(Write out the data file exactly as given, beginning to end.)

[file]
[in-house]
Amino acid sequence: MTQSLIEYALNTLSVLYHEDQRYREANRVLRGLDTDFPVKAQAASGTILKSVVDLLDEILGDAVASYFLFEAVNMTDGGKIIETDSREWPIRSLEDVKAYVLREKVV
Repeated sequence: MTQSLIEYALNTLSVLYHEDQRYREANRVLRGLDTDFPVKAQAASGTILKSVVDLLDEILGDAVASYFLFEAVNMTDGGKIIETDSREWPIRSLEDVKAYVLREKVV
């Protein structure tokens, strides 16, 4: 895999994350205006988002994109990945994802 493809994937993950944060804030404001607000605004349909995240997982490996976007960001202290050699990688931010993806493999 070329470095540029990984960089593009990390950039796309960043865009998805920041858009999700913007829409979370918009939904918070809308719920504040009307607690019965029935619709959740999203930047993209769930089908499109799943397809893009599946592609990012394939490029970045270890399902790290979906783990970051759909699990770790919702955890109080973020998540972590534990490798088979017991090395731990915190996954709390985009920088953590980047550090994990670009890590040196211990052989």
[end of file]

[in-house]
Amino acid sequence: MTQSLIEYALNTLSVLYHEDQRYREANRVLRGLDTDFPVKAQAASGTILKSVVDLLDEILGDAVASYFLFEAVNMTDGGKIIETDSREWPIRSLEDVKAYVLREKVV
Repeated sequence: MTQSLIEYALNTLSVLYHEDQRYREANRVLRGLDTDFPVKAQAASGTILKSVVDLLDEILGDAVASYFLFEAVNMTDGGKIIETDSREWPIRSLEDVKAYVLREKVV
């Protein structure tokens, strides 16, 4: 895999994350205006988002994109990945994802 493809994937993950944060804030404001607000605004349909995240997982490996976007960001202290050699990688931010993806493999 070329470095540029990984960089593009990390950039796309960043865009998805920041858009999700913007829409979370918009939904918070809308719920504040009307607690019965029935619709959740999203930047993209769930089908499109799943397809893009599946592609990012394939490029970045270890399902790290979906783990970051759909699990770790919702955890109080973020998540972590534990490798088979017991090395731990915190996954709390985009920088953590980047550090994990670009890590040196211990052989």